It possesses more teeth than you can count, if you can only count to four. Its claws are as sharp as whiteboard erasers. If you dangle a leg over the edge of your bed, and it clamps its jaws around your foot, you’ll feel something wet. For a moment, you’ll wonder if it's your blood, before realizing that, no, the substance goobing your ankle is saliva. Following this epiphany, you may feel like screaming anyway because spit is icky. Resist this instinct. Never scream around the monster. Suck in your lips, hold your breath, cover your mouth with your hand if you have to. For the monster has sensitive ears, and if you scream, it will faint on the spot, still as a possum, consciousness guttering like a candle. When it awakens, it’ll scurry away, and you’ll never see it again. It will find a lonely spot, one to match its mood, and there curl up to die, not from fear but of rejection.
For monsters, loneliness can be terminal.
Suppose instead you hold still. It may decide you're a friend. It may poke its head up, take your fingers into its mouth, and gum away at them happily. Now you know not to scream, which is good, but you mustn’t pet the creature either. Not because you’ll scare it, but because when you stop, the poor thing will think you’ve rejected it, and off it’ll go to the lonely spot again.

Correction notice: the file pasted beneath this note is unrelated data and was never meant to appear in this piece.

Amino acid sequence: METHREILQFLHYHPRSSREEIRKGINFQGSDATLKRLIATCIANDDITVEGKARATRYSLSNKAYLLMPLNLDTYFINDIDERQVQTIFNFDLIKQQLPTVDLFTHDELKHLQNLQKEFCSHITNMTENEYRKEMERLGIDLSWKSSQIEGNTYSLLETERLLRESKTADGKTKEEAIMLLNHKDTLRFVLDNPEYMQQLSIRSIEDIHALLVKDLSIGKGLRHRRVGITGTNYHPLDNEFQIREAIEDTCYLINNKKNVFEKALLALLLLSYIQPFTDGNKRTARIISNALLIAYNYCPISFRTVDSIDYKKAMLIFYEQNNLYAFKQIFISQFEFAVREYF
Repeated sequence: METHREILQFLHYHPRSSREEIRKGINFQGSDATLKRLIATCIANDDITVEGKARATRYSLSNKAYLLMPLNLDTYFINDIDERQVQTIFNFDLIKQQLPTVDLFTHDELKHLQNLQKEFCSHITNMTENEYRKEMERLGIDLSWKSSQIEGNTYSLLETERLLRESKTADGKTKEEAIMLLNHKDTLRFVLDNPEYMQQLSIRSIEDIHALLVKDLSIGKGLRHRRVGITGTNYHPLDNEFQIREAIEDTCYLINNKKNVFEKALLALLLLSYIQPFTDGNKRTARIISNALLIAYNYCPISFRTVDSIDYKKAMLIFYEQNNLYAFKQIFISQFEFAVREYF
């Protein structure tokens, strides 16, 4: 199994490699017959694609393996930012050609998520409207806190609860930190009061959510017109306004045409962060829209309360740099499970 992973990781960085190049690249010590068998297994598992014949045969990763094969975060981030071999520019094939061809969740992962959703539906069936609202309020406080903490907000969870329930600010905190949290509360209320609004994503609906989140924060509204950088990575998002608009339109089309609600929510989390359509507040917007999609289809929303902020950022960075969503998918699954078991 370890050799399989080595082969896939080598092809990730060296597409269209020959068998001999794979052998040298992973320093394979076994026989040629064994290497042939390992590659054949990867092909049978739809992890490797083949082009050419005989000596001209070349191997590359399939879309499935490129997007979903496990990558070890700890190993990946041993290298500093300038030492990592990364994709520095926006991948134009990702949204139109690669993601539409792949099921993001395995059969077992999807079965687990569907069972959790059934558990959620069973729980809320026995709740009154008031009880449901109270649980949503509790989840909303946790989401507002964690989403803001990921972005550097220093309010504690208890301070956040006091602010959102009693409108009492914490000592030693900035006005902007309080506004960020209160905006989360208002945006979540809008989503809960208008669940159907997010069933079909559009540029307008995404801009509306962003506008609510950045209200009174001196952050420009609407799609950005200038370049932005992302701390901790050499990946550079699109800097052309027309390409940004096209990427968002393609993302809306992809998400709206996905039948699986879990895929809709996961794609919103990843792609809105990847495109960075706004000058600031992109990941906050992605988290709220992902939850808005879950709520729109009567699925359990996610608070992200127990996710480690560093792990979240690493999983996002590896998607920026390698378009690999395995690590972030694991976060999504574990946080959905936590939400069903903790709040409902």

There is a reason such monsters are rare.
Best to let it live in unrequited hope. Pretend it isn't there. Once it’s tired and it curls up again under your bed, get some sleep. Go to work. Eat dinner. When the time comes, approach your bed with caution.
Like you used to, jump into bed from a distance.
Like you used to do, keep hands and feet from the edges.
Should the monster emerge again to slurp at fingers or toes, pretend again it isn’t there. Repeat as necessary, every night, drawing out the inevitable for as long as you can, knowing the entire time that at some point you will do something, a thing subtle and innocuous and probably not even attached to a thought, which the monster will take as rejection. Knowing the entire time that, at some point, you will be killing it.